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Dublin: 8 °C Friday 3 April, 2020

If you can't change the result - then change the players

That’s three defeats on the spin now for Ireland against England. Dropping a third of the side is no longer an area for debate but a necessity.

Ireland left looking for answers after a bad day.
Ireland left looking for answers after a bad day.
Image: Billy Stickland/INPHO

IT DIDN’T TAKE long for the clean-up to begin. By 10pm last night, the streets circling around Twickenham’s stadium were suddenly filled with road-sweepers clearing away the discarded beer cans, crisp packets and half-eaten burgers.

Some rubbish will leave a stench for a lot longer, though. That first-half from Ireland yesterday was awful, the worst they’ve played since August, when a World Cup warm-up game turned into a massacre. Oh, that was at Twickenham as well.

Perhaps we’re noticing a theme here. No matter who is in charge of Ireland, England have figured out the formula. Yesterday was their third win over Ireland in 12 months, the 24-12 scoreline an inaccurate reflection of their dominance.

We just got beaten by a better team,” Irish winger, Andrew Conway, truthfully said afterwards. “They were strong, they were good, they had an impressive kicking game, had big ball carriers and we just didn’t deal with the bounce of the ball. When you go 17 points behind at Twickenham, you are in trouble.”

You certainly are. Seven points down after eight minutes – when Johnny Sexton mishandled the ball in the in-goal area, allowing George Ford to score, the possibility of Ireland settling into this game disappeared when Sexton missed a straightforward penalty shortly afterwards.

Further mistakes would follow from the Ireland captain. Twice Ireland had penalty advantages; twice Sexton kicked wildly and wasted them.

jonathan-sexton Has anyone seen where my form has gone to? Source: Dan Sheridan/INPHO

By 24 minutes, Ireland were in deeper trouble, Jacob Stockdale scrambling around the in-goal area with all the grace of a sleep walker looking for a light switch in the dark. This time Elliot Daly read the bounce correctly. England, 14-0 up and cruising, had the game won.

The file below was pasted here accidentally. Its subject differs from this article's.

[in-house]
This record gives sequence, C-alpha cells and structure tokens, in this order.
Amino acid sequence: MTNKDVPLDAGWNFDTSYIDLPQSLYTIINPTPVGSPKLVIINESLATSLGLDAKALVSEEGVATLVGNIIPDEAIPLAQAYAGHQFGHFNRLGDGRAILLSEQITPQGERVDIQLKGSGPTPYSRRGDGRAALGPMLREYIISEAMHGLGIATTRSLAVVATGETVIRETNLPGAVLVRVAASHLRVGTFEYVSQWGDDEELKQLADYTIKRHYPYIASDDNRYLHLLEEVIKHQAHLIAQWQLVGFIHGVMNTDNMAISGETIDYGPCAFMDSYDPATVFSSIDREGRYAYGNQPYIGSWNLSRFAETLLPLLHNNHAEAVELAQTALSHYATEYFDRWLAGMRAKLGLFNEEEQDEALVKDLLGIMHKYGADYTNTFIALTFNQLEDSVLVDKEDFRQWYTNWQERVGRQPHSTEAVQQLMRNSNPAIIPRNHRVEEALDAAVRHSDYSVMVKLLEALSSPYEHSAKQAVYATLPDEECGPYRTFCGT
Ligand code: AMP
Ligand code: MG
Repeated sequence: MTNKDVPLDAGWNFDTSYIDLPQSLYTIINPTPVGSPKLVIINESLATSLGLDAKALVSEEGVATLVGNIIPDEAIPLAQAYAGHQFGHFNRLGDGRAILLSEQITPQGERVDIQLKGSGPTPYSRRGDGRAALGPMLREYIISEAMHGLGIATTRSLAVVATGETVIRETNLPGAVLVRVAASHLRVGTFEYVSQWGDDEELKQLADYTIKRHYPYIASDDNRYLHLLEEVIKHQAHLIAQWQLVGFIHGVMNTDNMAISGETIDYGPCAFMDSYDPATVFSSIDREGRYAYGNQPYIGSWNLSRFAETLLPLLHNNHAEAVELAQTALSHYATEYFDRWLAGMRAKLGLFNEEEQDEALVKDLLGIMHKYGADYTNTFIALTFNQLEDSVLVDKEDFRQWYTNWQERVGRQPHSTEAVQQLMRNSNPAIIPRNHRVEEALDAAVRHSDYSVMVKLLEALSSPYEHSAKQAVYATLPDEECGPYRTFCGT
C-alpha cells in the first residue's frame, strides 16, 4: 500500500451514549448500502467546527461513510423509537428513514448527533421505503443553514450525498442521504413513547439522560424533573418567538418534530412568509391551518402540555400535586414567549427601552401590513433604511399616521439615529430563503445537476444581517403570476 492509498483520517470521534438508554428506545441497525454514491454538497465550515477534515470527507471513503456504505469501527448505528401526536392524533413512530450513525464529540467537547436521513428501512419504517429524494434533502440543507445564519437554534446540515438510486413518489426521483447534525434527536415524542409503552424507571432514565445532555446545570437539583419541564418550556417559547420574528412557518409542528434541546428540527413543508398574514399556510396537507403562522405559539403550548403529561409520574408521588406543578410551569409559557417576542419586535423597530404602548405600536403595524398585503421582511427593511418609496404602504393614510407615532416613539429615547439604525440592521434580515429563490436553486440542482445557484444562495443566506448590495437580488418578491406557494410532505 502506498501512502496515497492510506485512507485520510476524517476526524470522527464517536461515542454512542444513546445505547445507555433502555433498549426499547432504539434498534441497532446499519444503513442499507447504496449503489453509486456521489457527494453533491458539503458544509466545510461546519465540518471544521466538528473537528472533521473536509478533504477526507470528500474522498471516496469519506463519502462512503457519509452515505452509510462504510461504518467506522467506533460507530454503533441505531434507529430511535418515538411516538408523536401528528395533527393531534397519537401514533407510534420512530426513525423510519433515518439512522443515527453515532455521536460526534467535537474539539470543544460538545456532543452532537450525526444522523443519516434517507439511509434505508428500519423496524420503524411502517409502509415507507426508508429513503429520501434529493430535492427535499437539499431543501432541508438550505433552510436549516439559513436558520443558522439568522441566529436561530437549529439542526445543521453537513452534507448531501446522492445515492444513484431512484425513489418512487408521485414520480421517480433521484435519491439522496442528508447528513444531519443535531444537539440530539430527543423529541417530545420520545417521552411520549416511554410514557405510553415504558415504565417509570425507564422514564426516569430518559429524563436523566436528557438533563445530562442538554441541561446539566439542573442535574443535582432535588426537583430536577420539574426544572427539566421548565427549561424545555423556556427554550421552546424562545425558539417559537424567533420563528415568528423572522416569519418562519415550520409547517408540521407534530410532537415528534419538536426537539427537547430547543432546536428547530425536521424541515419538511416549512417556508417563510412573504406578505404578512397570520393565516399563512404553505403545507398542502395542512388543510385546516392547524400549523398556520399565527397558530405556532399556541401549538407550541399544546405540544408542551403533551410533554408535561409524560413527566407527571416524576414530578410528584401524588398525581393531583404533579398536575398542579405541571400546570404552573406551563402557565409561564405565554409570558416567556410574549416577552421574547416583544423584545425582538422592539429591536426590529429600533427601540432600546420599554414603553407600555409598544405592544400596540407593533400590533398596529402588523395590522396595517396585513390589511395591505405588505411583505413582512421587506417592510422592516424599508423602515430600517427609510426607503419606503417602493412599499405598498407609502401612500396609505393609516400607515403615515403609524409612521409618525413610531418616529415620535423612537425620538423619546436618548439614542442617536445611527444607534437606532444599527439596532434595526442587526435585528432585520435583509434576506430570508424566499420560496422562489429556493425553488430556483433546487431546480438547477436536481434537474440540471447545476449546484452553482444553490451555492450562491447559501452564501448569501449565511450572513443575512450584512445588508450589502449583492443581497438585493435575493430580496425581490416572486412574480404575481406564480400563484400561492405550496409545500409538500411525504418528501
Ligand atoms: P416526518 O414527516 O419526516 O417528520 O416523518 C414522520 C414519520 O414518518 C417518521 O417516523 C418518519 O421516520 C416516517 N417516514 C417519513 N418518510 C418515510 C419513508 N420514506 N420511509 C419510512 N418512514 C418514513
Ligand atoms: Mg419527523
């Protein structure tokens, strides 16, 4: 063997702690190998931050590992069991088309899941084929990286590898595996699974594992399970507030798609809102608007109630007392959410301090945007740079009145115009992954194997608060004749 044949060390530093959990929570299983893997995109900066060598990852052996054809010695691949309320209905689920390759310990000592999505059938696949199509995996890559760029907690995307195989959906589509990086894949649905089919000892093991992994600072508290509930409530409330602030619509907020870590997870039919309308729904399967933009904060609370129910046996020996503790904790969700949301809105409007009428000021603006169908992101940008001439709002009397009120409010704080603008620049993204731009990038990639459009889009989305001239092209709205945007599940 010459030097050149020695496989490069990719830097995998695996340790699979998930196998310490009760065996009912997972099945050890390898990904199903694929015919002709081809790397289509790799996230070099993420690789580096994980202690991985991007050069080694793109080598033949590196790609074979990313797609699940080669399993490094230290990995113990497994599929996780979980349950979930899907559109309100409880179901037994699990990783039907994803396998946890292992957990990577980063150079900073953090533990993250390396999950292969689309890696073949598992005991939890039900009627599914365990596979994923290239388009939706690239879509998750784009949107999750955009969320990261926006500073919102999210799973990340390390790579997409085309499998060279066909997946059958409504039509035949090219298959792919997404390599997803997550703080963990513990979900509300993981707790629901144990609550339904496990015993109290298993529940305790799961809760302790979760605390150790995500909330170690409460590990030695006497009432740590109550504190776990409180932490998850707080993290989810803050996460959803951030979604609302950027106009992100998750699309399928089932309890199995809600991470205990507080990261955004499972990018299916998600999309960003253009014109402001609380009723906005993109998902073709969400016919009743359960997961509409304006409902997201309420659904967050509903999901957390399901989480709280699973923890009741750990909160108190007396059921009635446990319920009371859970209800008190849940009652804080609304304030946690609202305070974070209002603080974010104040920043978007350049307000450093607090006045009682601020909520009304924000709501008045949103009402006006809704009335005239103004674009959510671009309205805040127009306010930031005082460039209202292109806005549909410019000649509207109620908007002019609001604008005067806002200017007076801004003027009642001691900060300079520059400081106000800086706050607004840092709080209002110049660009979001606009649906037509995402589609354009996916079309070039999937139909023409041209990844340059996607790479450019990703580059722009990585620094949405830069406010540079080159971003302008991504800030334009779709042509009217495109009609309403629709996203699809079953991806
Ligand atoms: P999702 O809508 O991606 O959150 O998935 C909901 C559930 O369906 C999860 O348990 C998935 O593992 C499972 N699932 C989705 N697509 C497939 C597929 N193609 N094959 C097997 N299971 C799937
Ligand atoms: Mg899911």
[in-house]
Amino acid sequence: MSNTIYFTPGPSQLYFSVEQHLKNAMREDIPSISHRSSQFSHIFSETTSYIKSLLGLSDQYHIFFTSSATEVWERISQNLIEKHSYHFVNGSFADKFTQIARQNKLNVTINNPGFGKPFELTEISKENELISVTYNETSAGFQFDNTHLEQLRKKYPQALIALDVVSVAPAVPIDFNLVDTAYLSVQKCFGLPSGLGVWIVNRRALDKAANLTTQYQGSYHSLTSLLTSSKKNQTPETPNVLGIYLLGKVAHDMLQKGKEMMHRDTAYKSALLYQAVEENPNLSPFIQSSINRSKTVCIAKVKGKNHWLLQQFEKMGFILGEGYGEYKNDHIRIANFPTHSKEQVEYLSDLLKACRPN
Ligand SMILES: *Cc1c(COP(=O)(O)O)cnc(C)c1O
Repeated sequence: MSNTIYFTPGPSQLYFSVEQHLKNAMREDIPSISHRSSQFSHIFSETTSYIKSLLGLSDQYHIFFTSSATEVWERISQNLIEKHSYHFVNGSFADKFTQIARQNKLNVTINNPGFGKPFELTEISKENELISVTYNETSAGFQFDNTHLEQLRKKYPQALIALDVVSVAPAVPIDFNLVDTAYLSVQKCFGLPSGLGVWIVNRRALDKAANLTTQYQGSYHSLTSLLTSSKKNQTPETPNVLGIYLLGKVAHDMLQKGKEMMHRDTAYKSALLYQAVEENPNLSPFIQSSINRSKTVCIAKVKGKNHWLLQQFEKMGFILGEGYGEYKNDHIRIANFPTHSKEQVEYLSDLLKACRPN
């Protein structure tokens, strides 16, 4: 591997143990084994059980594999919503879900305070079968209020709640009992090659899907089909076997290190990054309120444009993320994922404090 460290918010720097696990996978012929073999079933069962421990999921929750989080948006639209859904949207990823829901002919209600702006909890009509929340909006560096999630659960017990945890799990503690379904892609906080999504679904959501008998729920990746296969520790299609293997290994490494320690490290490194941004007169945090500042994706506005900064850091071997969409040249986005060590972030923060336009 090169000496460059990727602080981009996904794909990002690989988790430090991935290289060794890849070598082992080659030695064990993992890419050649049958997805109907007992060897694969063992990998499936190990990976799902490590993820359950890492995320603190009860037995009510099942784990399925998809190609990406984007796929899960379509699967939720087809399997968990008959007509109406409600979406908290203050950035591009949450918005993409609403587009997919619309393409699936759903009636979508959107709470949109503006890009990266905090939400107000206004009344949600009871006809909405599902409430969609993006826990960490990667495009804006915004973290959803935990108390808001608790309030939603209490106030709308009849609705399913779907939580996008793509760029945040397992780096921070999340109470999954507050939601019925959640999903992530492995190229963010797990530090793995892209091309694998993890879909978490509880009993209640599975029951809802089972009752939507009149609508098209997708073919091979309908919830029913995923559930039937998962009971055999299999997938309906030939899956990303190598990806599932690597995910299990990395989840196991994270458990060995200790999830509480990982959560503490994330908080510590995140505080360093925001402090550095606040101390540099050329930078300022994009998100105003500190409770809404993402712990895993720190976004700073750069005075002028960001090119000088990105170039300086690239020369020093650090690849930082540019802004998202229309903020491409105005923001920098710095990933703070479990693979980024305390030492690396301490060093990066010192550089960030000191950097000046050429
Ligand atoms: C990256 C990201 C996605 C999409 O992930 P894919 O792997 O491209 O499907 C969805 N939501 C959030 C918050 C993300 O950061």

“I accept the fact they were all over us at the start but if you take away those two errors we made behind the goal line, you’re taking away 14 points,” Conway said. “That makes a difference.”

So did other things. Ireland were meant to win the battle of the skies but instead it was England who came out tops in this department, Jordan Larmour’s inexperience exposed. We could go on. Ireland were flat in attack; their half-backs looked old, their pack got beaten up, their positional play in the back-field was disastrous.

We’ll see where we went wrong,” Conway said. “We will have a few frank discussions and make sure everyone is aligned on the same page. It is not the end of the season. It is not a final. We’re not going on our summer holidays. We still have got the opportunity, all going well, to put in a better performance in a couple of weeks against Italy. We are not out of the competition.”

But in that first-half yesterday they appeared out of their depth and when you add this defeat to the one to New Zealand in the World Cup, not to mention last year’s championship defeats to England and Wales, you’re beginning to see a pattern emerging. Namely, that when Ireland start poorly and lose the collisions, they just do not have the clout to come back. “Look, Twickenham is a tough place to come,” Conway said. “We have all played long enough to know how momentum can go with or against you in games.